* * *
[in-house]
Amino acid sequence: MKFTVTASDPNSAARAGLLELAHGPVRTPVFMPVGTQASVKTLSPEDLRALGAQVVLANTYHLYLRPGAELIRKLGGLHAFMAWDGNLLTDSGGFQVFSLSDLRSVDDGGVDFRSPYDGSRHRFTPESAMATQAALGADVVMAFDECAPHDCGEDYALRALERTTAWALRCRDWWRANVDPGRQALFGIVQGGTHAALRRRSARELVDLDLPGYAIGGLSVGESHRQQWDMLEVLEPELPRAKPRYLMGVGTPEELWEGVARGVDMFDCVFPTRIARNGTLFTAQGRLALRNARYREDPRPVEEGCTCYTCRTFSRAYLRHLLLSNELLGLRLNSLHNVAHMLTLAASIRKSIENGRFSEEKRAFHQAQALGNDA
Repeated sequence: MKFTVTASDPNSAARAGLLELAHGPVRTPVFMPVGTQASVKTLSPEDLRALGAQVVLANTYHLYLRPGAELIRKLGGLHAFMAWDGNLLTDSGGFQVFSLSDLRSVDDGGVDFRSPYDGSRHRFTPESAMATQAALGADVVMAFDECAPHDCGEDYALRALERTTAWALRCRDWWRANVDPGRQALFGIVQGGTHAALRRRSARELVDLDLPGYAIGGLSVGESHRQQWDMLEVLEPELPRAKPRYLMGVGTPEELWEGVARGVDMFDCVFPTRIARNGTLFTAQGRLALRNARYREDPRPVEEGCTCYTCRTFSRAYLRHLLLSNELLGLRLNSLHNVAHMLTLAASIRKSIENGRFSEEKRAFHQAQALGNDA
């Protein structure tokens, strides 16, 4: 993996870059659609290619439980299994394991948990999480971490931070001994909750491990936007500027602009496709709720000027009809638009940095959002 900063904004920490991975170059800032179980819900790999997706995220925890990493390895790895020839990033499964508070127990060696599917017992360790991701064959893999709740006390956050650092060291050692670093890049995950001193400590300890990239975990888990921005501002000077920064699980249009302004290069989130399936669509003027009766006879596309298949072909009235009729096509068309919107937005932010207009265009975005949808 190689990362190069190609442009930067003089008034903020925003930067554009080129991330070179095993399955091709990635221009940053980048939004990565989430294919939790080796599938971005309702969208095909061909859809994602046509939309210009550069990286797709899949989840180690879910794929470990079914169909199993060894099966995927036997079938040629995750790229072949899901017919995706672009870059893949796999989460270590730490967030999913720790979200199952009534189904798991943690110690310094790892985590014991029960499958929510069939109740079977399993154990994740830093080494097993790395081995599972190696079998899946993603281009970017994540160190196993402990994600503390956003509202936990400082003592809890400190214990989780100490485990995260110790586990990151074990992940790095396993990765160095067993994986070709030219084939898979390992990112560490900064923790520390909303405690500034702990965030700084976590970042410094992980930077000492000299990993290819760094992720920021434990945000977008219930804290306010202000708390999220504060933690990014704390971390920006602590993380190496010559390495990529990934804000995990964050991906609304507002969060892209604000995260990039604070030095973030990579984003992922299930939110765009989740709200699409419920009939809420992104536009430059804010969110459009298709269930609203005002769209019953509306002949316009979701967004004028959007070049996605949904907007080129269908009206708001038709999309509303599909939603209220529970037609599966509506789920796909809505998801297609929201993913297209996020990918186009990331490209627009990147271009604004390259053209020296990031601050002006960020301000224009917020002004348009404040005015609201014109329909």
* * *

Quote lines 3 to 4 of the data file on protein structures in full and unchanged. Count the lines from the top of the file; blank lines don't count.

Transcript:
Repeated sequence: MKFTVTASDPNSAARAGLLELAHGPVRTPVFMPVGTQASVKTLSPEDLRALGAQVVLANTYHLYLRPGAELIRKLGGLHAFMAWDGNLLTDSGGFQVFSLSDLRSVDDGGVDFRSPYDGSRHRFTPESAMATQAALGADVVMAFDECAPHDCGEDYALRALERTTAWALRCRDWWRANVDPGRQALFGIVQGGTHAALRRRSARELVDLDLPGYAIGGLSVGESHRQQWDMLEVLEPELPRAKPRYLMGVGTPEELWEGVARGVDMFDCVFPTRIARNGTLFTAQGRLALRNARYREDPRPVEEGCTCYTCRTFSRAYLRHLLLSNELLGLRLNSLHNVAHMLTLAASIRKSIENGRFSEEKRAFHQAQALGNDA
């Protein structure tokens, strides 16, 4: 993996870059659609290619439980299994394991948990999480971490931070001994909750491990936007500027602009496709709720000027009809638009940095959002 900063904004920490991975170059800032179980819900790999997706995220925890990493390895790895020839990033499964508070127990060696599917017992360790991701064959893999709740006390956050650092060291050692670093890049995950001193400590300890990239975990888990921005501002000077920064699980249009302004290069989130399936669509003027009766006879596309298949072909009235009729096509068309919107937005932010207009265009975005949808 190689990362190069190609442009930067003089008034903020925003930067554009080129991330070179095993399955091709990635221009940053980048939004990565989430294919939790080796599938971005309702969208095909061909859809994602046509939309210009550069990286797709899949989840180690879910794929470990079914169909199993060894099966995927036997079938040629995750790229072949899901017919995706672009870059893949796999989460270590730490967030999913720790979200199952009534189904798991943690110690310094790892985590014991029960499958929510069939109740079977399993154990994740830093080494097993790395081995599972190696079998899946993603281009970017994540160190196993402990994600503390956003509202936990400082003592809890400190214990989780100490485990995260110790586990990151074990992940790095396993990765160095067993994986070709030219084939898979390992990112560490900064923790520390909303405690500034702990965030700084976590970042410094992980930077000492000299990993290819760094992720920021434990945000977008219930804290306010202000708390999220504060933690990014704390971390920006602590993380190496010559390495990529990934804000995990964050991906609304507002969060892209604000995260990039604070030095973030990579984003992922299930939110765009989740709200699409419920009939809420992104536009430059804010969110459009298709269930609203005002769209019953509306002949316009979701967004004028959007070049996605949904907007080129269908009206708001038709999309509303599909939603209220529970037609599966509506789920796909809505998801297609929201993913297209996020990918186009990331490209627009990147271009604004390259053209020296990031601050002006960020301000224009917020002004348009404040005015609201014109329909």